5 October 2014

Roman Jakobson's functions of language

Intrigued by the concept of phatic expressions: messages whose only purpose is to confirm the channel is working. The canonical example is when we walk by someone and say "what's up?" No information beyond mutual acknowledgement is communicated. There is a related, nuanced concept called backchannel that represents speaker/listener confirmation. When one person is monologuing, the listener is seldom completely silent. To confirm that the messages are being received (and understood), the listener will nod or punctuate with "yes" or "go on". It's almost impolite not to make such statements, and this ties back into the idea of the phatic as "social grooming".

Moving one level up from phatic, we can see how such statements fit in communication as a whole via Jakobson's functions of language. The framework for these functions are the elements of communication:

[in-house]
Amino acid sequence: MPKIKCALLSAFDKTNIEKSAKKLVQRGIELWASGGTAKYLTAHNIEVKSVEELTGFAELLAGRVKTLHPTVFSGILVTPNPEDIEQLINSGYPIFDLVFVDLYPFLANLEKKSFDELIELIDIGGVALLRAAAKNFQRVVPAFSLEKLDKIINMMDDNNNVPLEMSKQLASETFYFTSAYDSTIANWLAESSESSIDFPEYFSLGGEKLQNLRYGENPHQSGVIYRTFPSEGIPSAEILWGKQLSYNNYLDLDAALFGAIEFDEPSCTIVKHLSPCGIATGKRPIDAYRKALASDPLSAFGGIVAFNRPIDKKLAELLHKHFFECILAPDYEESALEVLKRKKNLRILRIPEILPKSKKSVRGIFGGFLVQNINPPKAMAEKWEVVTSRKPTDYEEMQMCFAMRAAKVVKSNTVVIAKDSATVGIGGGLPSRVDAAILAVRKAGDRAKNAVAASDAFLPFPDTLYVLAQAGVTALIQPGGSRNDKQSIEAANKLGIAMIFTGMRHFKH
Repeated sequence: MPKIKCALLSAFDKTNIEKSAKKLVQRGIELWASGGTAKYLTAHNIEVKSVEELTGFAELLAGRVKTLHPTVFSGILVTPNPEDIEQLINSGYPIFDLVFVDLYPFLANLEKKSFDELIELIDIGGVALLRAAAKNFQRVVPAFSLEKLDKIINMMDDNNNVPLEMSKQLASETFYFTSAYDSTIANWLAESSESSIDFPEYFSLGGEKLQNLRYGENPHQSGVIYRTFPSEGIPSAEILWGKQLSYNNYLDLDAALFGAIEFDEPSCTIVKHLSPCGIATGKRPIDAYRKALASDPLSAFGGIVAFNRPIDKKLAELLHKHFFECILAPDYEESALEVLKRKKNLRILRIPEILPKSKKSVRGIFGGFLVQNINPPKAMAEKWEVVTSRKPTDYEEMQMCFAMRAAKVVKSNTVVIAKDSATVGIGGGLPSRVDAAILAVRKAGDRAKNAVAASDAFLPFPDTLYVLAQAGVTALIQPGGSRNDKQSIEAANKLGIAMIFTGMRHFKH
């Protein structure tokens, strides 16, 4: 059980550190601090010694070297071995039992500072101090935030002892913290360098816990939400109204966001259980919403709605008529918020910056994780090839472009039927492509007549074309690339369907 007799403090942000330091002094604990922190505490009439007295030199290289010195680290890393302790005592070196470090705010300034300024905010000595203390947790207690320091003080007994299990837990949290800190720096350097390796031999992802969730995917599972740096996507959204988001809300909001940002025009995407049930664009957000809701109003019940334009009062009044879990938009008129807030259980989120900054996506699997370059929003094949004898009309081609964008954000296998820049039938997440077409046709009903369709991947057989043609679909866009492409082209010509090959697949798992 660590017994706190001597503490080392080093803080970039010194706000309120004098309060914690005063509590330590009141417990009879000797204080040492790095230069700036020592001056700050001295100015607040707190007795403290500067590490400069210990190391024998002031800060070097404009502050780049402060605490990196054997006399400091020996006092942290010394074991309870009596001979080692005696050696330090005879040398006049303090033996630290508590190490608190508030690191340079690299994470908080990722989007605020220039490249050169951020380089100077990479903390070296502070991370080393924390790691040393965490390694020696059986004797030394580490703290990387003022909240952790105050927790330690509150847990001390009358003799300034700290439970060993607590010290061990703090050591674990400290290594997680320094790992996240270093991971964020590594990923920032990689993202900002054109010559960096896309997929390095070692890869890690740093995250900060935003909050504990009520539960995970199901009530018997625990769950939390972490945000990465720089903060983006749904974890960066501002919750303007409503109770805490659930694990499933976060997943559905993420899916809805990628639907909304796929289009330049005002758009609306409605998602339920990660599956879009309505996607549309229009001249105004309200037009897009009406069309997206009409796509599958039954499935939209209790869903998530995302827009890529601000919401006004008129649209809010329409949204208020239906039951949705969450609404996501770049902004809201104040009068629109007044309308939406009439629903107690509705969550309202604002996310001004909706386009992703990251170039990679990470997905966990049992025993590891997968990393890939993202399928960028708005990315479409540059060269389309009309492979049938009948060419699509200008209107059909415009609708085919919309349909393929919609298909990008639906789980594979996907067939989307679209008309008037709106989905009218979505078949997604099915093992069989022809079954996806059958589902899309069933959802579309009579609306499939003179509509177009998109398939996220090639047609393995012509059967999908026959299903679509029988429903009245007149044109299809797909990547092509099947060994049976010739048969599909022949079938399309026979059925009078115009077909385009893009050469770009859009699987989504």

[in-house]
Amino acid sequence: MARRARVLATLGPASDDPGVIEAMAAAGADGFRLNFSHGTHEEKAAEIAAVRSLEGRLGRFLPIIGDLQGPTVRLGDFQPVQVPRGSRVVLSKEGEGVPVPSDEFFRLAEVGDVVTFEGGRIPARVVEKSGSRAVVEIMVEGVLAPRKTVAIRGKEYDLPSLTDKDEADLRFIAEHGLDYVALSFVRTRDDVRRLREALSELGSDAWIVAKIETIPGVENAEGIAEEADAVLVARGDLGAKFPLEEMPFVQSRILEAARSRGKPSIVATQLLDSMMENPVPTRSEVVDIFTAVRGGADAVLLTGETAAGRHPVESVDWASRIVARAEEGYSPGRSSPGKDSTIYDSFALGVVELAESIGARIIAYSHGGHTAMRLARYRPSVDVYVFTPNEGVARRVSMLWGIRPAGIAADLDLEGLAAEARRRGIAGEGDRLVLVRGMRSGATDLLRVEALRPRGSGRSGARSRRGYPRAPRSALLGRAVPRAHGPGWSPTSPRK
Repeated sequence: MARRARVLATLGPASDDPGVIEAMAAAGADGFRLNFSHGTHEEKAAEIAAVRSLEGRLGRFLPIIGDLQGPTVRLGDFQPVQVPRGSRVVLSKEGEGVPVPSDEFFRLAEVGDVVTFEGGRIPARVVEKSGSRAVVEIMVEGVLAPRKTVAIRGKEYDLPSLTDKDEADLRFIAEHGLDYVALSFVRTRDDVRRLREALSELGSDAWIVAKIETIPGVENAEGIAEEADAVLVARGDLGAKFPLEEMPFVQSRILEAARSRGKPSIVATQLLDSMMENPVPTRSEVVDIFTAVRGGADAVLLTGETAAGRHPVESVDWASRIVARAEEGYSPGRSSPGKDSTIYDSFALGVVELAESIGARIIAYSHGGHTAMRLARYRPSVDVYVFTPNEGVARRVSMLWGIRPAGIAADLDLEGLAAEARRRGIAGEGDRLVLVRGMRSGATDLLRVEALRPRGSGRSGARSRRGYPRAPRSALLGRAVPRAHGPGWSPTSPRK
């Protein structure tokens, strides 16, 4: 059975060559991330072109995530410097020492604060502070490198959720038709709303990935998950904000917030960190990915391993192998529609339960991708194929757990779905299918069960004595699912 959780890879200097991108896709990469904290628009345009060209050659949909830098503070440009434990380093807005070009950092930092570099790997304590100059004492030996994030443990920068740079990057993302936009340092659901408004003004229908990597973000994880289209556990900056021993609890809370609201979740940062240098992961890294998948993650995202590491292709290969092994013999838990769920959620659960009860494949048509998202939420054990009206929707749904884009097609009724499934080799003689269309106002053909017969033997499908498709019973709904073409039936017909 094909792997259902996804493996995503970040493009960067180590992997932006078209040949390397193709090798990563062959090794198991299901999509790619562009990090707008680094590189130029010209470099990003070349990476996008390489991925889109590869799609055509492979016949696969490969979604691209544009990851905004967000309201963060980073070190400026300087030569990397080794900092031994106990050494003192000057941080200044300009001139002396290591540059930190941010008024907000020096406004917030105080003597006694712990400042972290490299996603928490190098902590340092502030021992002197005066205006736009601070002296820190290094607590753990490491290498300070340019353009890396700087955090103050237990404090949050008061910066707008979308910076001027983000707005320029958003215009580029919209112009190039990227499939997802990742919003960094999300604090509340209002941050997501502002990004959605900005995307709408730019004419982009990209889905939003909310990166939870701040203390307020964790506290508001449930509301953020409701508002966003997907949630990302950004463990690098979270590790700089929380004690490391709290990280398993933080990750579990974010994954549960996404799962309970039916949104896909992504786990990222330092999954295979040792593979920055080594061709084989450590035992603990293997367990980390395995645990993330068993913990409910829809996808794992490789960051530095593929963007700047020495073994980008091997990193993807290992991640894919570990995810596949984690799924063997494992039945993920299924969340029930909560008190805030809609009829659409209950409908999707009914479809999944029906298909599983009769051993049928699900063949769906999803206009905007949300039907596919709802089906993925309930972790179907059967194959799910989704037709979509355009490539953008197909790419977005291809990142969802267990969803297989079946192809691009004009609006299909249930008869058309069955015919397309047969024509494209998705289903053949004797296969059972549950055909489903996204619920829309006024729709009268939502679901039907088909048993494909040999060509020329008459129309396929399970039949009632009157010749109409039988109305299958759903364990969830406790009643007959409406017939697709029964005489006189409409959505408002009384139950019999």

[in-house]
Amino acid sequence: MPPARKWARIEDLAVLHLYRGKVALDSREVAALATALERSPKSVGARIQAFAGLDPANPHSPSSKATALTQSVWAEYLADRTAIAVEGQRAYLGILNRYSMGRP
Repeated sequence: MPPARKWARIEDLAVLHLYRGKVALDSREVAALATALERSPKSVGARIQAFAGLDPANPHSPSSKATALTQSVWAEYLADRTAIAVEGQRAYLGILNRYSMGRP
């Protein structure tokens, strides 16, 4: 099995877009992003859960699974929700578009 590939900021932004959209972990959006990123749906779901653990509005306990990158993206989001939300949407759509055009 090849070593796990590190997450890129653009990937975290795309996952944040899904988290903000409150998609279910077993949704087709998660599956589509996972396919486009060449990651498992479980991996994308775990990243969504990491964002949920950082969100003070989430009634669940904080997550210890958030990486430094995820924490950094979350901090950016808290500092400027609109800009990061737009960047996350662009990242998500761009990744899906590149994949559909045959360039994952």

Roma jakobson theory.png
"Roma jakobson theory" by Artist2426 - Own work. Licensed under Public domain via Wikimedia Commons.

Different functions of language will emphasize the different elements in the diagram above. Phatic emphasizes the channel. Here's the diagram amended with Jakobson's functions:

Daniel Chandler's Semiotics for Beginners has a good table mapping the element, function, and an example for each. Modified here:

Element Function Use Example
context referential imparting information It's raining.
sender expressive expressing feelings or attitudes It's bloody pissing down again!
receiver conative influencing behaviour Wait here till it stops raining!
channel phatic establishing or maintaining social relationships Nasty weather again, isn't it?
code metalingual referring to the nature of the interaction (e.g. genre) This is the weather forecast.
message poetic foregrounding textual features It droppeth as the gentle rain from heaven.
posted by sstrader at 10:36 AM in Language & Literature | comments (0) | permalink

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